Bleeding Black and Gold

A history of MU runs through the president of the Ag Alumni Association Board's veins

Weber and daughters Rachel, left, Sarah, and wife Karen, show off their MU spirit.Weber and daughters Rachel, left, Sarah, and wife Karen, show off their MU spirit.

Black and gold runs deep in the family of Alan Weber, president of the Ag Alumni Association Board. Weber received his B.S. in agriculture in 1991 and M.S. in agricultural economics in 1993 from MU. His wife, Karen, is also an alumna of MU, class of 1998. Both of Weber’s parents as well as his sisters and Karen’s sisters are all MU graduates. Alan and Karen have two daughters: Rachel, 9, and Sarah, 5. The jury is still out if they will be Tigers, but Alan and Karen will do their best.

“In a word, Mizzou, and CAFNR, mean family, from undergraduate to even now,” Weber said. “I realize family means different things to different people. For me, it was having a place where I felt comfortable and where I could depend on support as an undergraduate. In graduate school, my mentor Don Van Dyne helped me to view agriculture through a different lens and ultimately to start my company. Now, I enjoy working with the other Ag Alumni Association members to help current students have that same experience.”

Weber credits his father with being a major influence in his education and career.

“One day I asked for advice about college and he said, ‘everything starts in the soil and ends up as money,’” Weber said.  “To that end, I pursued a degree in Ag Economics but also a minor in Agronomy.”

Aside from presiding over the Ag Alumni Association Board, Weber is a founding partner of MARC-IV, a firm founded to help commercialize new, innovative industrial products from renewable agricultural materials. He has been a presence within the biodiesel industry since 1991. Weber assisted with the establishment of the National Biodiesel Board’s Washington, D.C., office in 2007 and continues to provide economic and technical support to their efforts. He also currently leads industry feedstock development efforts to increase raw materials sources. Weber was recently appointed by the U.S. Secretaries of Agriculture and Energy to serve on the Biomass Research & Development Initiative Technical Advisory Committee. He is also an alumni of FarmHouse Fraternity.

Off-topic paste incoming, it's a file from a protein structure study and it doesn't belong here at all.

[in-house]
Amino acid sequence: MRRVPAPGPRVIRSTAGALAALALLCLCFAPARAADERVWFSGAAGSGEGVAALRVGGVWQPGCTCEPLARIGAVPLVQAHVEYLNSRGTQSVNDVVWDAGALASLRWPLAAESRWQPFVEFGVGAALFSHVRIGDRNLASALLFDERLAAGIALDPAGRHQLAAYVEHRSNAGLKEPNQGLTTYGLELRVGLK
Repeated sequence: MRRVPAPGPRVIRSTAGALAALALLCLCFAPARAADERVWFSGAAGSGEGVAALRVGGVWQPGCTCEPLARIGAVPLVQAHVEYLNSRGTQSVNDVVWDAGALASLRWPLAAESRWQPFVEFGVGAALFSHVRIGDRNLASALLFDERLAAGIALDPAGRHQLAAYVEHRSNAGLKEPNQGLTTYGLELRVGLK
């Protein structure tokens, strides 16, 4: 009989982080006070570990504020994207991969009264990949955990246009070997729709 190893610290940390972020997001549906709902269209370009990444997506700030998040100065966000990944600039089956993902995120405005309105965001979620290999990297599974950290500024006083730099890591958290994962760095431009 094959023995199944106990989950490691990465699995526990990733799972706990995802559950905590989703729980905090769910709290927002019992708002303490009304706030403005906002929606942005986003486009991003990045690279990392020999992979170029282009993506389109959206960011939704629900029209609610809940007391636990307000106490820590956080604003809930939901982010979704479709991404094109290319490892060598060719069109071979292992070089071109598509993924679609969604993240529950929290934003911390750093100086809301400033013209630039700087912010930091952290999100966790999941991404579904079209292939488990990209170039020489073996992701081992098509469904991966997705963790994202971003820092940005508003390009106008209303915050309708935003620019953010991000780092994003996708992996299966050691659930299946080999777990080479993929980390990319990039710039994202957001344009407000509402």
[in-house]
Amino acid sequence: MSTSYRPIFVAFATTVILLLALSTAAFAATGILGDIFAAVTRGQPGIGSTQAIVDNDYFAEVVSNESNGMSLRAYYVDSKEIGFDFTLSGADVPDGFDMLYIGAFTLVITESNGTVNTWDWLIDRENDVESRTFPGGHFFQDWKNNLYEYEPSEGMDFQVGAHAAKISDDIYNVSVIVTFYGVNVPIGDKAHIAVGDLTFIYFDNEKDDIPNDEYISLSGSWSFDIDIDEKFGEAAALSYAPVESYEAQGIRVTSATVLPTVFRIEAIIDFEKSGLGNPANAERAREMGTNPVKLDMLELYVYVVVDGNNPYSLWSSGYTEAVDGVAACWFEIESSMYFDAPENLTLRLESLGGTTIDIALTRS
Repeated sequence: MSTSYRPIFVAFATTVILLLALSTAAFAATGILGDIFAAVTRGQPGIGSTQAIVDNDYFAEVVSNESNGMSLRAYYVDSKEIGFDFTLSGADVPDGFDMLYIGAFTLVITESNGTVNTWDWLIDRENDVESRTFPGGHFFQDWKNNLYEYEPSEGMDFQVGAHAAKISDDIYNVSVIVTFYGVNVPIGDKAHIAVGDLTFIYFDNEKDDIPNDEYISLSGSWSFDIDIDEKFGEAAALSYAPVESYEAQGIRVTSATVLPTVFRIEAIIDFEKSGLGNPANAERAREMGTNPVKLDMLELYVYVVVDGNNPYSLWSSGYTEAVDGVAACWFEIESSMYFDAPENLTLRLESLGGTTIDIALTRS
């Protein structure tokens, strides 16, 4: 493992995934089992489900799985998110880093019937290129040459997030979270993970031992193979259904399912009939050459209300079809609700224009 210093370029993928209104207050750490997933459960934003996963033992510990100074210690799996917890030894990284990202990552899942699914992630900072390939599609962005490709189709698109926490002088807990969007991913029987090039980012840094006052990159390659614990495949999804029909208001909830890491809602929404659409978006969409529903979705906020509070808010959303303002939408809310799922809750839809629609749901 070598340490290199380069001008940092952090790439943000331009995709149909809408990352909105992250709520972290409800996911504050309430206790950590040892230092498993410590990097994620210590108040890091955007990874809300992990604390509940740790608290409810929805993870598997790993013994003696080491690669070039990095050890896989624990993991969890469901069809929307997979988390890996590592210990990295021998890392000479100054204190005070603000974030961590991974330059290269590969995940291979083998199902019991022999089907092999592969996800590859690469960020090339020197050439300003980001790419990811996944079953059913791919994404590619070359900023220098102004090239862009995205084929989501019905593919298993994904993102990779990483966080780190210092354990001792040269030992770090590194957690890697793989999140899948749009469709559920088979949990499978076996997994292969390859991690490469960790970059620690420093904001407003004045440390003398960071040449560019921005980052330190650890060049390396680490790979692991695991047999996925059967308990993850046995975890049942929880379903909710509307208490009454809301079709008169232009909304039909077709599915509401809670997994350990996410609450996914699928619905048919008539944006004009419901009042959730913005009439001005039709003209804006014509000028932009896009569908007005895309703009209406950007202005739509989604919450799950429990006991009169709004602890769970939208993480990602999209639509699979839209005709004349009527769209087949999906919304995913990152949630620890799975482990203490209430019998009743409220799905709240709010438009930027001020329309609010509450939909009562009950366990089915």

Although Weber works full-time with MARC-IV, he remains actively engaged with the management and operation of his family’s 875-acre farm in central Missouri.

In 2013, Weber became president of the Ag Alumni Association Board.

“I think about the number of professors and staff at CAFNR that invested in making my experience positive,” Weber said. “It was an easy decision to volunteer for the Ag Alumni Association. As a volunteer we do not receive pay in the traditional sense. Our payment comes in the form of fulfillment and an occasional pat on the back. I have worked with a number of non-profit and volunteer boards, but none that are as upbeat and fun to be with as the Ag Alumni Association Board.”

Twenty years ago, Weber donated to and became a member of the Ag100 Club.

“I started with a $100 check and, at the time, had no idea what it could grow to become,” Weber said. “As the Endowment grows and as we seek milestones such as $1 million next year, we are able to support CAFNR students in new ways few could have thought of when it began. Many alumni identify with Ag100, but I bet few are aware of how many student groups and CAFNR programs that are supported by the Endowment.”

Weber’s favorite Ag Alumni Association events are the Steak Fry and Ag Unlimited.

“It’s a guarantee that you will see friends, tell the same worn-out stories one more time, and support CAFNR at the same time,” Weber said.